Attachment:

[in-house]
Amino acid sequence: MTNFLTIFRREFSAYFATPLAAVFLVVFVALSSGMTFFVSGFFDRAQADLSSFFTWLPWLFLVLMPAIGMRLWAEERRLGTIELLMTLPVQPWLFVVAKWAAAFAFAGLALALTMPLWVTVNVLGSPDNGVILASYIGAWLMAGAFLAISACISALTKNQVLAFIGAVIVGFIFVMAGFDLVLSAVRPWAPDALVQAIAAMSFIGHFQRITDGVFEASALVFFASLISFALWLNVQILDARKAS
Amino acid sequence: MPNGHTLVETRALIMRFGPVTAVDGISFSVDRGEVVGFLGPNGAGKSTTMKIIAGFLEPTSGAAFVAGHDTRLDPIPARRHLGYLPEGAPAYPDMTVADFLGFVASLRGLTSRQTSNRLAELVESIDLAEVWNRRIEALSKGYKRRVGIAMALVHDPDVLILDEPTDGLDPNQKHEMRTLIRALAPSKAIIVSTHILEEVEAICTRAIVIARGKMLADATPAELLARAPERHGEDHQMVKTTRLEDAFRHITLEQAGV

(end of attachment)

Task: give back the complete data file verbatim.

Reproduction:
[in-house]
Amino acid sequence: MTNFLTIFRREFSAYFATPLAAVFLVVFVALSSGMTFFVSGFFDRAQADLSSFFTWLPWLFLVLMPAIGMRLWAEERRLGTIELLMTLPVQPWLFVVAKWAAAFAFAGLALALTMPLWVTVNVLGSPDNGVILASYIGAWLMAGAFLAISACISALTKNQVLAFIGAVIVGFIFVMAGFDLVLSAVRPWAPDALVQAIAAMSFIGHFQRITDGVFEASALVFFASLISFALWLNVQILDARKAS
Amino acid sequence: MPNGHTLVETRALIMRFGPVTAVDGISFSVDRGEVVGFLGPNGAGKSTTMKIIAGFLEPTSGAAFVAGHDTRLDPIPARRHLGYLPEGAPAYPDMTVADFLGFVASLRGLTSRQTSNRLAELVESIDLAEVWNRRIEALSKGYKRRVGIAMALVHDPDVLILDEPTDGLDPNQKHEMRTLIRALAPSKAIIVSTHILEEVEAICTRAIVIARGKMLADATPAELLARAPERHGEDHQMVKTTRLEDAFRHITLEQAGV